Mastercard QR Bot Helping Small Businesses in Africa

At the Mobile World Congress, Mastercard recently announced that it was teaming up with Facebook to provide small businesses in Africa and Asia with an affordable and simple on-ramp for accepting mobile payments.

The partnership will help unbanked retailers and merchants in the regions open bank accounts through Facebook Messenger. At the launch, Kahina Van Dyke, director of Payments and Financial Services Partnerships at Facebook, said, “Brands and developers around the world are turning to messaging to connect with the 1.3 billion people who use Messenger each month. We are pleased that Mastercard is developing a service on the Messenger platform to help small merchants use messaging to manage their business and connect with their customers.”

Ecobank and Zenith Bank are Mastercard’s official financial services partners in this launch. The test market for Mastercard’s first launch is Nigeria, with plans to expand elsewhere in Africa. Over the past few years, Africa has gained momentum with its fast-growing phone penetration, but most of the continent’s population still relies on inefficient traditional payment infrastructure.

By using the Masterpass QR bot, small businesses in Africa can tap into new markets and help digitize the nation at a faster pace. The power of the QR bot will allow consumers to pay for goods and services through their mobile phones at merchant outlets. The cost-effective mobile technology was initially launched in 2016 and is a secure, smart and easy alternative to cash payments.

According to research conducted by The Fletcher School and Mastercard Center for Inclusive Growth, 98 percent of the $301 billion flowing from consumers to businesses in Nigeria is cash-based. The bot will use customers’ mobile banking applications to make payments from their bank accounts. The payment system will provide merchants of all sizes across the region, from international chains to individual shop owners and street vendors, with fast, secure and inexpensive payment technology.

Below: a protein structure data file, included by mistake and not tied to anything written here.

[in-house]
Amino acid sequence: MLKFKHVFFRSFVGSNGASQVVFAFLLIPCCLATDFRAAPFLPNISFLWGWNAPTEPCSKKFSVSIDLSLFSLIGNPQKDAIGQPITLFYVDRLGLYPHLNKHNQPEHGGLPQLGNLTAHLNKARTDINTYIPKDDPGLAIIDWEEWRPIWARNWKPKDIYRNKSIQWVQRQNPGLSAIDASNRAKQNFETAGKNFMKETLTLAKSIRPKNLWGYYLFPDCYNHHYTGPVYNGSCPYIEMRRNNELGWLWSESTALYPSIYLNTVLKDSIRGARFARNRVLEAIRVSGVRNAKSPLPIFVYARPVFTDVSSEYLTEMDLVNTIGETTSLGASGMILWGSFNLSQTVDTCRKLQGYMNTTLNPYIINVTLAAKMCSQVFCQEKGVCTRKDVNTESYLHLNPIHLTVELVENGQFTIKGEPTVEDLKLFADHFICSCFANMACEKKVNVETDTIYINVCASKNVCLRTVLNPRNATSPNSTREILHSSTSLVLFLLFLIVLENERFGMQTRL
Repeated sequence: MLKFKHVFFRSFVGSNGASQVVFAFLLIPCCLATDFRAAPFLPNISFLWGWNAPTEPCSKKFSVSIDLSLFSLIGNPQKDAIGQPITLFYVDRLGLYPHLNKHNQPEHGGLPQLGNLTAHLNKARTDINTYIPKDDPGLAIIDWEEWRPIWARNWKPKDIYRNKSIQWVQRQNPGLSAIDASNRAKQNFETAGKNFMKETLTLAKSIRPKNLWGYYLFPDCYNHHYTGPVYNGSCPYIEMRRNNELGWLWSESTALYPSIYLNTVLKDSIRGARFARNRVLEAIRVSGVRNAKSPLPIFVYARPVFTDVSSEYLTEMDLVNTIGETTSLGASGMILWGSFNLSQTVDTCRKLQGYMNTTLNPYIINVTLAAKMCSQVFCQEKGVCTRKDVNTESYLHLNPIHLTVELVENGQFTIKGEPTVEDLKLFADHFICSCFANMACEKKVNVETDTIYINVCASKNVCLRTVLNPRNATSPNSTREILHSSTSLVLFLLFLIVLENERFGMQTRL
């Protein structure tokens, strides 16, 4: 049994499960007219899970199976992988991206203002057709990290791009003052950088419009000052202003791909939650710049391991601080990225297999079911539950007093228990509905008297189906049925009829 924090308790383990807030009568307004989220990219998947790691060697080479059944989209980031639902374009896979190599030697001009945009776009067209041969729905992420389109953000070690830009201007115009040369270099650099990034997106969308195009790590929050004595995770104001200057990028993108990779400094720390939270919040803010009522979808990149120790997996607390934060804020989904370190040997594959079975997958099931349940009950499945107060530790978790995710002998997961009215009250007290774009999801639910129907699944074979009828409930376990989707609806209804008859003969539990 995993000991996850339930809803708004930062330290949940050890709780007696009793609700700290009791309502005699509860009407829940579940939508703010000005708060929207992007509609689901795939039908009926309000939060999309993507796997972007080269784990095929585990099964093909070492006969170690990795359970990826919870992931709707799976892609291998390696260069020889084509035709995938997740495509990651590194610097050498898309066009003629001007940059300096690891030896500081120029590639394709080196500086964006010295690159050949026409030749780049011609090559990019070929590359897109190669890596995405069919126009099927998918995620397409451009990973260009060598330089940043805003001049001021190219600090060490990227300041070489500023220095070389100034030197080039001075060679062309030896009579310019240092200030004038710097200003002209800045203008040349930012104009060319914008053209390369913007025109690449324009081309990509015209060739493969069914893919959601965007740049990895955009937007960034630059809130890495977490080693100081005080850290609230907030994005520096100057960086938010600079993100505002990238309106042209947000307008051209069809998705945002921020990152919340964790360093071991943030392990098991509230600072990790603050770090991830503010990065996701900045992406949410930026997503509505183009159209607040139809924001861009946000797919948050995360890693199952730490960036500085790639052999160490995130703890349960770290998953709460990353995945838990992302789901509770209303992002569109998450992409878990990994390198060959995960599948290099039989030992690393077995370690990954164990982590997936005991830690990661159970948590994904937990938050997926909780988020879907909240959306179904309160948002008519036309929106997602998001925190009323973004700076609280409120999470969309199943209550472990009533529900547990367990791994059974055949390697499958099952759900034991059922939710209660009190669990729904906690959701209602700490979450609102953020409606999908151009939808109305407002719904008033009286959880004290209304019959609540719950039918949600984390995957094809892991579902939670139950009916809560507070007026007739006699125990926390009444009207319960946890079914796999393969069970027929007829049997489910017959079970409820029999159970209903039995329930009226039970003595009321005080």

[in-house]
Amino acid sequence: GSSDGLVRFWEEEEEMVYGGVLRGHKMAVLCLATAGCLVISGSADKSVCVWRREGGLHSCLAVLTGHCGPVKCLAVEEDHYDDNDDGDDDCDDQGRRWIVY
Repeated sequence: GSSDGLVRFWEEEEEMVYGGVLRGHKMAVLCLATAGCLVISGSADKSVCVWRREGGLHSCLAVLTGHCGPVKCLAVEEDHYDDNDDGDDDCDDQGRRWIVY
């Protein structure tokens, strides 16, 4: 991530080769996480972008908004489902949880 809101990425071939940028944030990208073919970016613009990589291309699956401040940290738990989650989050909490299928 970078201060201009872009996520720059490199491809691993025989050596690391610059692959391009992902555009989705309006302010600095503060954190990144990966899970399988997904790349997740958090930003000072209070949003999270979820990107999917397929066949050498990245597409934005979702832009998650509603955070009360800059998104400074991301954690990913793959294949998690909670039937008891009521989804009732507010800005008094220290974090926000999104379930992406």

According to Jorn Lambert, executive vice president, Digital Channels and Regions, Mastercard, “Every business owner is looking for ways to increase sales and draw new customers into their stores. By offering QR-based digital payments, smaller retailers can achieve these goals and create greater customer stickiness with little to no investment beyond the phone they already have. Masterpass QR opens up new commerce channels for these merchants and enables them to create auditable transaction records. These advances open doors to other financial tools and products such as loans to drive added business growth.”

The bot aims to allow people to safely accept and make-in person purchases through with any type of mobile phone and without cash or a plastic card. Small businesses in Africa and the region’s consumers will have greater choice in making payments using the bot.

Once the businesses send their request to the bot, the QR code can be enabled. The bot will receive approval from the bank and set up the account. Once the process is approved and completed, the QR code can be printed and displayed by business owners in their stores. In addition, customers can save the code on their phones and make payments by scanning the code with a smartphone or by simply entering the merchant ID associated with the QR code.

The payment solution also supplements Mastercard’s investment in creating contactless payments. Recently, Mastercard acquired South Africa-based payments technology startup, Oltio Card International, from Standard Bank Group. The aim is to create a new mobile payments technology platform that will help Mastercard run its operations on Oltio’s platform for the provision to member banks of person-to-person payments, bill payments, airtime top-ups and other utility payments which can be integrated into already existing banking applications.

Oltio Card International has pioneered several mobile payment solutions, including authentication technology. Such acquisitions will enhance its payments solutions and enable small businesses in Africa to deploy payment technology across the continent, making them more accessible to their customers and helping their businesses grow.

Originally Published on Borgen Magazine by Deena Zaidi